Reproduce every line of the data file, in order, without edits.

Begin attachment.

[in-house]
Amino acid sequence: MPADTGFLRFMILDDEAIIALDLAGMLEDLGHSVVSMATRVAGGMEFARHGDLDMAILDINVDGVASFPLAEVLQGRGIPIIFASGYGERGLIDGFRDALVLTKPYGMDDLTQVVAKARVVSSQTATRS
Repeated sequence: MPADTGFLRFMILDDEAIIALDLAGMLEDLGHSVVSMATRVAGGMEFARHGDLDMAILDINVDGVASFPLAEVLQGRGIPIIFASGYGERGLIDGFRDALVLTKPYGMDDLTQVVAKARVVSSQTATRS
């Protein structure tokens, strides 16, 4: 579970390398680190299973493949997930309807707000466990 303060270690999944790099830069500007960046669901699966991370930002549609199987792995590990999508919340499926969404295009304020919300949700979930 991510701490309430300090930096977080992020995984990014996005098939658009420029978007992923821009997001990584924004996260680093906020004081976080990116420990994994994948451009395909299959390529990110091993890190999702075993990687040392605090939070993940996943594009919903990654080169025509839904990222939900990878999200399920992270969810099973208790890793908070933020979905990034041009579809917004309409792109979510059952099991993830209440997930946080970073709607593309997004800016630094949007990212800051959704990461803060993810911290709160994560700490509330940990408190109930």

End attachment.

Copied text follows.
[in-house]
Amino acid sequence: MPADTGFLRFMILDDEAIIALDLAGMLEDLGHSVVSMATRVAGGMEFARHGDLDMAILDINVDGVASFPLAEVLQGRGIPIIFASGYGERGLIDGFRDALVLTKPYGMDDLTQVVAKARVVSSQTATRS
Repeated sequence: MPADTGFLRFMILDDEAIIALDLAGMLEDLGHSVVSMATRVAGGMEFARHGDLDMAILDINVDGVASFPLAEVLQGRGIPIIFASGYGERGLIDGFRDALVLTKPYGMDDLTQVVAKARVVSSQTATRS
């Protein structure tokens, strides 16, 4: 579970390398680190299973493949997930309807707000466990 303060270690999944790099830069500007960046669901699966991370930002549609199987792995590990999508919340499926969404295009304020919300949700979930 991510701490309430300090930096977080992020995984990014996005098939658009420029978007992923821009997001990584924004996260680093906020004081976080990116420990994994994948451009395909299959390529990110091993890190999702075993990687040392605090939070993940996943594009919903990654080169025509839904990222939900990878999200399920992270969810099973208790890793908070933020979905990034041009579809917004309409792109979510059952099991993830209440997930946080970073709607593309997004800016630094949007990212800051959704990461803060993810911290709160994560700490509330940990408190109930």